Mock AIME 2 2006-2007 Problems/Problem 8

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Problem

The positive integers $x_1, x_2, ... , x_7$ satisfy $x_6 = 144$ and $x_{n+3} = x_{n+2}(x_{n+1}+x_n)$ for $n = 1, 2, 3, 4$. Find the last three digits of $x_7$.

Solution

This solution is rather long and unpleasant, so a nicer solution may exist:

From the givens, $x_4 = x_3(x_2 + x_1)$ and so $x_5 = x_4(x_3 + x_2) = x_3(x_2 + x_1)(x_3 + x_2)$ and $x_6 = x_5(x_4 + x_3) = x_3(x_2 + x_1)(x_3 + x_2)(x_3(x_2 + x_1) + x_3) = x_3^2(x_3 + x_2)(x_2 + x_1)(x_2 + x_1 + 1) = 144 = 2^4\cdot 3^2$.

Note that this factorization of 144 contains a pair of consecutive integers, $x_2 + x_1$ and $x _2 + x_1 + 1$. The factors of 144 are 1, 2, 3, 4, 6, 8, 9, 12, 16, 18, 24, 36, 48, 72 and 144 itself. As both $x_1$ and $x_2$ are positive integers, $x_1 + x_2 \geq 2$, so we must have $x_1 + x_2$ equal to one of 2, 3 and 8.

If $x_1 + x_2 = 2$ then $x_1 = x_2 = 1$ and so $x_3^2(x_3 + 1)\cdot 2 \cdot 3 = 144$ from which $x_3^2(x_3 + 1) = 24$. It is clear that this equation has no solutions if $x_3 \geq 3$, and neither $x_3 = 1$ nor $x_3 = 2$ is a solution, so in this case we have no solutions.

If $x_1 + x_2 = 8$ then $x_3^2(x_3 + x_2)\cdot 8 \cdot 9 = 144$ so $x_3^2(x_3 + x_2) = 2$. It is clear that $x_3 = x_2 = 1$ is the unique solution to this equation in positive integers. Then $x_1 = 8 - x_2 = 7$ and our sequence is $7, 1, 1, 8, 16, 144, 144(16 + 8) = 3456$.

If $x_1 + x_2 = 3$ then either:

a) $x_1 = 1, x_2 = 2$ and so $x_3^2(x_3 + 2)\cdot 3\cdot 4 = 144$ so $x_3^2(x_3 + 2) = 12$, which has no solutions in positive integers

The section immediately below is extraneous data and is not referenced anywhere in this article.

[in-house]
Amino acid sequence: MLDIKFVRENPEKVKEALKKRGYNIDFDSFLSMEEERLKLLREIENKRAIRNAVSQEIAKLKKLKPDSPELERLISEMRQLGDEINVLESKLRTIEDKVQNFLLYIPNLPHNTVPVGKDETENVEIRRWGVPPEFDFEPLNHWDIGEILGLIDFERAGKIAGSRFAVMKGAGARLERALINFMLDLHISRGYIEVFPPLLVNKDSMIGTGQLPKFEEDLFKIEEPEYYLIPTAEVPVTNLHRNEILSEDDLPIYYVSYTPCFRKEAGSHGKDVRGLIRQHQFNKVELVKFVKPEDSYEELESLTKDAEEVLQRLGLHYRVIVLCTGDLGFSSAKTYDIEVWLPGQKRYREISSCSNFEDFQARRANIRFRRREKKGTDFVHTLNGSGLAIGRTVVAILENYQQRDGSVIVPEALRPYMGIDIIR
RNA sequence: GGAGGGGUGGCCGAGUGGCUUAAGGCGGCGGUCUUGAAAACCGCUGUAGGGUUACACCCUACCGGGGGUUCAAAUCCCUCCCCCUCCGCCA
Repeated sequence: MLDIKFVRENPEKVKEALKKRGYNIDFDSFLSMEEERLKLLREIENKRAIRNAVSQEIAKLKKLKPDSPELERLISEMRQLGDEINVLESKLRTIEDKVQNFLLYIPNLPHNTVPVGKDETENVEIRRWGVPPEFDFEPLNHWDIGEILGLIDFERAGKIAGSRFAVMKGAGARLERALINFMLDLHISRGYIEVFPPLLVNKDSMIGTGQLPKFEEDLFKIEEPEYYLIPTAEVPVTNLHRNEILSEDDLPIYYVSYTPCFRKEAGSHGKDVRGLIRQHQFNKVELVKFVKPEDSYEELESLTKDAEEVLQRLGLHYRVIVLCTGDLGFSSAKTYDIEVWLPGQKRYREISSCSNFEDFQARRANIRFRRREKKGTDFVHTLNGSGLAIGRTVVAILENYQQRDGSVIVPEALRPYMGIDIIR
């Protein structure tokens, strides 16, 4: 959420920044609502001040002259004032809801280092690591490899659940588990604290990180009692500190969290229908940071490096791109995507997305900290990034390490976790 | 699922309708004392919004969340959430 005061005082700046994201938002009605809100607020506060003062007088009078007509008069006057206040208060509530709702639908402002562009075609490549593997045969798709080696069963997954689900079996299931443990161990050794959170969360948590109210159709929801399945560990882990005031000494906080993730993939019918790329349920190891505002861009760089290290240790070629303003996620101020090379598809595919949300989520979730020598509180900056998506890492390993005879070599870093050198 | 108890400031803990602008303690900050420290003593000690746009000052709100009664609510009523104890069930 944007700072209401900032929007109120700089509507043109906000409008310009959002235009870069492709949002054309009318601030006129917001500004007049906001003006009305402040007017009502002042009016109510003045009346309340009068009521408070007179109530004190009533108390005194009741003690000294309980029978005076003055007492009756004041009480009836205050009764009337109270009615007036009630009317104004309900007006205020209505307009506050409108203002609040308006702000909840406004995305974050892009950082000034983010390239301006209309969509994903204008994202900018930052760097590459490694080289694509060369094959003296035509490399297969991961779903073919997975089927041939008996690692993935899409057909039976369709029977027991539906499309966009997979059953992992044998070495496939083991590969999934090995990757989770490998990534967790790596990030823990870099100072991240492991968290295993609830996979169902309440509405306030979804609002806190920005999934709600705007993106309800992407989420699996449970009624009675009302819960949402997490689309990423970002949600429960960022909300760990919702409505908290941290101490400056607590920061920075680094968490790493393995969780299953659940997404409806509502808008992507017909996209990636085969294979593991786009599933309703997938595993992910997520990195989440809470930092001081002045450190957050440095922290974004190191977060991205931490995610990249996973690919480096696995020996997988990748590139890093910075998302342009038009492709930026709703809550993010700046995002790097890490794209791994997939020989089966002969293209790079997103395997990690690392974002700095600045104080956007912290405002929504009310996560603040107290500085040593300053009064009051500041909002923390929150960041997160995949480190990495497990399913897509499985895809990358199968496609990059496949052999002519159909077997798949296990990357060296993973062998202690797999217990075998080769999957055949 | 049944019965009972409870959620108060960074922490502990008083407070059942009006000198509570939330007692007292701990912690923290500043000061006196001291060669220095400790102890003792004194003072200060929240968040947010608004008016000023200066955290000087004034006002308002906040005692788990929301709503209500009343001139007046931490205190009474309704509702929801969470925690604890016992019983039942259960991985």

or

b) $x_1 = 2, x_2 = 1$ and so $x_3^2(x_3 + 1)\cdot 3\cdot 4 = 144$ so $x_3^2(x_3 + 1) = 12$ which has solution $x_3 = 2$. Then our sequence becomes $2, 1, 2, 6, 18, 144, 144(18 + 6) = 3456$.

Thus we see there are two possible sequences, but in both cases the answer is $\boxed{456}$.


A Second Simpler Solution:

We can use smart "guess-and-check" for this problem, seeing as there are not that many options anyways. We know that we need factors of $144$ to be $x_5$ and $x_6$ We can also infer that $x_5$ will likely need to be one of the smaller factors.

The factors of $144$ are: $1, 2, 3, 4, 6, 8, 9, 12, 16, 18, 24, 36, 48, 72, 144$

Selecting numbers from this list and trying them out, we can satisfy the conditions with these numbers:

$x_5 = 18, x_4 = 6, x_3 = 2, x_2 = 1, x_1 = 2$

So, $x_7 = x_6(x_5 + x_4)$

$x_7 = 144(18 + 6)$

$x_7 = 3456$

Therefore, the answer is $\Rightarrow{\boxed{456}}$

See Also

Mock AIME 2 2006-2007 (Problems, Source)
Preceded by
Problem 7
Followed by
Problem 9
1 2 3 4 5 6 7 8 9 10 11 12 13 14 15
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